In the southern part of the Lower Cumberland watershed, thousands of Christmas trees, blueberries, prairie grasses, and wildflowers adorn the hills of Erin’s Farm. This idyllic farm is located on just under 250 acres in Cunningham, Tennessee, about thirty minutes south of Clarksville. Linda and Gary Hamm own the farm and tend it with their children and grandchildren.
Conservation is of the utmost importance to the Hamms, who won Montgomery County NRCS “Conservation Farmer of the Year” Award in 2021. The award was well-deserved, as everything the Hamm family does on their farm is centered around connection, conservation, and restoration.
For example, the Hamms grow blueberries as part of a U-pick operation, in part, because they are easy to grow without chemical pesticides or fungicides. Similarly, they grow Christmas trees on their hilly land to help absorb and clean rainwater and minimize erosion. A half-acre Butterfly Field attracts endangered and migrating monarch butterflies and feeds a multitude of other insects and birds.
Not to be overlooked are the humble prairie grasses that abound at Erin’s Farm.
We often associate prairies with the Great Plains, but Tennessee also had an abundance of prairie land before European colonization. The important ecosystem functions of these lands were diminished as the native prairie grasses were replaced with invasive European forage grasses in the 19th century.
Erin’s Farm is doing its part to restore the prairie grasses by taking out fields of invasive fescue and lespedeza and replacing them with native, warm-season grasses such as Big Bluestem, Little Bluestem, Indian Grass, and Switchgrass.
These native grasses control soil erosion and aid in water purification. They are drought-tolerant and do not require chemical inputs. Growing as tall as eight feet, they provide food sources, good nesting cover, and brood areas for birds. The grasses encourage native wildflowers, which have room to grow in the spaces between the clumps of grasses.
Other River Friendly Practices
The rolling land on which Erin’s Farm is located would be prone to erosion if the Hamms did not take many careful measures to protect the stability of the soil. For instance, they hand-plant their Christmas trees so as to not have freshly turned-up dirt wash down the hill. Their one hundred and sixty acres of forest serve to filter and clean rainwater before it runs into Sullivan Branch that starts on their property.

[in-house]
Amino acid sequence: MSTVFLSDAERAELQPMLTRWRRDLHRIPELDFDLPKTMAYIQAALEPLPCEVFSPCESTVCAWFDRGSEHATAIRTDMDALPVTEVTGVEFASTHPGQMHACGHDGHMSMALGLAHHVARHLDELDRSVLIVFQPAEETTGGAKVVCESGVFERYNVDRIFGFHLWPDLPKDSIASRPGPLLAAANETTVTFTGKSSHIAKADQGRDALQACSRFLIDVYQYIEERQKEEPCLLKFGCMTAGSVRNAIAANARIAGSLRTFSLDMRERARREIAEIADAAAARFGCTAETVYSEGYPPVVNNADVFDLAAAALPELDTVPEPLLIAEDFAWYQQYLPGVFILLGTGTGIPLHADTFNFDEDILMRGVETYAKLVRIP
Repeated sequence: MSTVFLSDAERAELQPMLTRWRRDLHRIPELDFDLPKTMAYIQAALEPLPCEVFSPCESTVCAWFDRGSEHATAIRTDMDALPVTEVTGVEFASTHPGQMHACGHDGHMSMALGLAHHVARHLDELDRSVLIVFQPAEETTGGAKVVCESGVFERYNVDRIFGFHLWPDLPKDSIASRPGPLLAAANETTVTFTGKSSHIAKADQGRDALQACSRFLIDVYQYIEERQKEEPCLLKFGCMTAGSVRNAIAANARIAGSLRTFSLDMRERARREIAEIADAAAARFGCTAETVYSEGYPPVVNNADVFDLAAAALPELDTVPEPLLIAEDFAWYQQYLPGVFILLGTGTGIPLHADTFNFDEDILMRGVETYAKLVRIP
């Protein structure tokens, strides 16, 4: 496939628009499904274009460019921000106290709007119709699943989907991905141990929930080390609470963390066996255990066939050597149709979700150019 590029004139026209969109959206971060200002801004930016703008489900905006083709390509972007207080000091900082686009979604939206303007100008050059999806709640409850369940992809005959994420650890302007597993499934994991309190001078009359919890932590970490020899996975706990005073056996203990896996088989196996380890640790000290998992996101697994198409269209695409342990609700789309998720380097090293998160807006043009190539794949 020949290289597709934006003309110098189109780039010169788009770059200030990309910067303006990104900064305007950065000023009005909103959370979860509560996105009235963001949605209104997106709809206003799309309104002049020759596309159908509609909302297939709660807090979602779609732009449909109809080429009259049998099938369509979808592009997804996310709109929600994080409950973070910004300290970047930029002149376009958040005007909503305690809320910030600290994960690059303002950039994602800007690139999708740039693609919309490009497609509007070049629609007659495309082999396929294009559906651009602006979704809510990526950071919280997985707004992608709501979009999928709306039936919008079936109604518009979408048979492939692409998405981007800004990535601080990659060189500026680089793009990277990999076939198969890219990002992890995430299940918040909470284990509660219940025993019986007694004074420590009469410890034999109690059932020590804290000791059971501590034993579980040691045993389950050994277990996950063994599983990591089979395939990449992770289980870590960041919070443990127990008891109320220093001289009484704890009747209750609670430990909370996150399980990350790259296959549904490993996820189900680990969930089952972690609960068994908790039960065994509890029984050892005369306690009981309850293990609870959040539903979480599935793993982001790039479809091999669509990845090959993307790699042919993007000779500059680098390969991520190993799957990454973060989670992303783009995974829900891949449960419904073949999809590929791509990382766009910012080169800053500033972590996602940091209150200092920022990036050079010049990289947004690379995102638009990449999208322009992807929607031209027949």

If a pest or fungal outbreak occurs on their trees or berries, they opt for natural controls instead of chemical ones. Natural pesticides and fungicides cause little if any harm to pollinators, water quality, and soil biology. A healthy, balanced ecosystem leads to fewer outbreaks overall and more resilient plants.
A forestry management plan helps the Hamm’s maintain their forest. Forested land with mature tree canopies is crucial to healthy waterways. Tree canopies slow down rainwater as it falls, allowing for more groundwater absorption. They shade creeks and keep water temperatures cool, allowing more oxygen to dissolve in the water, which in turn is beneficial for aquatic life. Their root systems also absorb rainwater and filter pollutants.
River Friendly Farm Certified
In 2023, Erin’s Farm was certified as a River Friendly Farm by the Cumberland River Compact.
“Having this certification is a great reminder for us to make meaningful choices. When we are reminded that the water is connected and that we are all connected, we will be reminded to be kind, caring and just in how we tend the land,” says Mariel Newkirk, daughter of Linda and Gary Hamm.
The River Friendly Farm certification program with Cumberland River Compact recognizes farmers who are good stewards of water and land resources, connecting them with consumers who value a healthy environment. As a River Friendly Farm, Erin’s Farm is ensuring cleaner water, healthier soil, and a more resilient climate for the people and creatures living in the surrounding environment.
How to Support Erin’s Farm
You can support Erin’s Farm during the winter holiday months, when the public is welcomed to select and cut down a Christmas tree. White, Scotch, and Virgina pines in all shapes and sizes mean you’ll find the perfect tree for your home. And you can rest assured the Hamm’s natural farming practices mean you’re not bringing home any unwanted chemicals. While you’re there, enjoy a steaming mug of cocoa around a fire while your kids bundle up and hop on a hayride.
In the warmer months, visit the farm to pick their organically grown blueberries or to enjoy the pollinator habitat. The rolling landscape, pollinator fields, and Christmas trees make for an ideal locale for professional photography. Photographers who want to use the space can reach out to the Hamms through Erin’s Farm’s website.